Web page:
Viruses were for quite long characterized as the invisible heteronomous agents, (unseen by light microscopy & unable to propagate themselves in the absence of susceptible cells) capable of escaping the bacteriological filters (Rivers, 1932, The nature of viruses).
It was the birth and rise of the Electron Microscope that finally revealed the true nature of viruses, giving an exponential boost to Virology: Viruses are indeed so small that enter the susceptible cells and hijack their cellular machineries to replicate their genomes and produce new virions. The exact strategy adopted by each one of them is witnessed beautifully in the outstanding remodeling of the host cellular architecture during their life cycle.
While Single Particle reconstruction methods revealed the beauty of amazing symmetrical capsids in homogeneous samples, heterogeneous samples such as pleomorphic viruses, could only be studied by Electron Tomography (ET). The heterogeneous environment of the host and its remodeling takes place also in three dimensions. With the 3rd spatial aspect lost in 2D projection images, ET will always remain the method of choice to study their life cycles (attachment, entry, replication, assembly and egress) in molecular detail.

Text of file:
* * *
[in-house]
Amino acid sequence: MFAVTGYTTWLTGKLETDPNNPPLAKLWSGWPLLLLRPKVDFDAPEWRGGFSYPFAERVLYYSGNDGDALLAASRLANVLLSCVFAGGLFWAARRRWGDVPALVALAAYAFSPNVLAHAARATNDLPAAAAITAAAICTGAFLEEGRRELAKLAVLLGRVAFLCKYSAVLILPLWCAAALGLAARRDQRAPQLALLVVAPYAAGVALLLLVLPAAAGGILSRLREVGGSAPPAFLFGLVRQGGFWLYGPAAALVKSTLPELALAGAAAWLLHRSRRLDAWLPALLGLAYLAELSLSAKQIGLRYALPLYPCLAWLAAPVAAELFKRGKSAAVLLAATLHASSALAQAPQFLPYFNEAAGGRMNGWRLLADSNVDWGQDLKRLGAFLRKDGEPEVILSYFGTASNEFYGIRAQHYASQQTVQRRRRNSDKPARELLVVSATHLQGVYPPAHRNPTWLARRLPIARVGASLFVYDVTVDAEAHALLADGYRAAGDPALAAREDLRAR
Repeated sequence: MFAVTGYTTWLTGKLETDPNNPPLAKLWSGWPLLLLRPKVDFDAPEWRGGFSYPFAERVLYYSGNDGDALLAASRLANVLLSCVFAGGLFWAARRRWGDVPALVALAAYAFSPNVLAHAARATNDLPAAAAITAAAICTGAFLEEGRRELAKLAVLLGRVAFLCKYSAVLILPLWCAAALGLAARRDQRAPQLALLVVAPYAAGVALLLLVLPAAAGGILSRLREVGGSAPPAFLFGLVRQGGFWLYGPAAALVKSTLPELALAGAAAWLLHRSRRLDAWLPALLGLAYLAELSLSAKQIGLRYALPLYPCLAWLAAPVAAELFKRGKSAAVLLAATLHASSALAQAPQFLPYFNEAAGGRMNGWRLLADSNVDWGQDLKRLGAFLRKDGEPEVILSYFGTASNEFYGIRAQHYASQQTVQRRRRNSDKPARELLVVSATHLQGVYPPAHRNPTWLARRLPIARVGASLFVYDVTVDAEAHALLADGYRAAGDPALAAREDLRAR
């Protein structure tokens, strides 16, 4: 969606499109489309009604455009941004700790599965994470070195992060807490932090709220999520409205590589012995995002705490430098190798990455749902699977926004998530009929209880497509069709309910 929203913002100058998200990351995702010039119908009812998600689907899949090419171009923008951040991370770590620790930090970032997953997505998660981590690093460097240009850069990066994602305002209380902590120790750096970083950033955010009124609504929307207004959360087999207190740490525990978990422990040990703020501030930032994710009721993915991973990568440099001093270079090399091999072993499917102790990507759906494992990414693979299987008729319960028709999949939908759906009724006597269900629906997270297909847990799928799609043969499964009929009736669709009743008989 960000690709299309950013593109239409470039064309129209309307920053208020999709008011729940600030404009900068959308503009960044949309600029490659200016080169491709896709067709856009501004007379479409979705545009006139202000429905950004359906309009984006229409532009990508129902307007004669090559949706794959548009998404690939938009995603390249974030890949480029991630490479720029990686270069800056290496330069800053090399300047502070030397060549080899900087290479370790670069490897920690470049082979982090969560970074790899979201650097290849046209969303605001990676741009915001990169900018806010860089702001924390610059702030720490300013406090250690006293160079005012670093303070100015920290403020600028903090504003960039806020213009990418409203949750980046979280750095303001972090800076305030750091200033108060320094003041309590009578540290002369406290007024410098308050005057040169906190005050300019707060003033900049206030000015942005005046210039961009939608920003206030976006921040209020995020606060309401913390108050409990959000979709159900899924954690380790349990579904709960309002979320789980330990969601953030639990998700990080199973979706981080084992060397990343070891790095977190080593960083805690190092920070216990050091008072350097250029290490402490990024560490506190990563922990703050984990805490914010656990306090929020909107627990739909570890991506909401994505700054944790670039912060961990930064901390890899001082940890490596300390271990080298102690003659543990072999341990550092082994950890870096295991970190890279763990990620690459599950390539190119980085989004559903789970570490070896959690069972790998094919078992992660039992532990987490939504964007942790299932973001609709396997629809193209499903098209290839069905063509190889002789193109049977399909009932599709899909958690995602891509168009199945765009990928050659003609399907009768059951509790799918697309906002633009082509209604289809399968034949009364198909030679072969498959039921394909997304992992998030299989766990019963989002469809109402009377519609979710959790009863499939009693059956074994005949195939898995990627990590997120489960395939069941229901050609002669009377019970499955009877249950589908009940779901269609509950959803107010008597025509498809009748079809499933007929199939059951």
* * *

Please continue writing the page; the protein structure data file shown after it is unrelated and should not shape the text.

Archaeal viruses can surprise you! The lack of evolutionary relationship to other known viruses points to unique viral-host interaction sceneries. Sulfolobus islandicus filamentous virus (SIFV) is only one of them! In eukaryotes usually acquire envelopes inside the cell by budding through organelles. How is this taking place in Archaea that lack such organelles? SIFV was found to reach its full maturity (2 μm in length) and to be enveloped inside its host!
Newly synthesized Vaccinia membranes inside the eukaryotic host cell appear as short, curved units, named crescents. These develop into spheres where the viral DNA is packed. This step is critically depended on the viral scaffold protein D13. The proper assembly of the D13 scaffold layer around the convex side of the crescents and subsequently around the spheres is further fine tuned with the help of the Virus Membrane Associated Proteins (VMAPs). When the expression of the VMAP H7 is blocked, the D13 trimers instead of packing in the honeycomb lattice were found clustered together with short membranes of probable ER origin.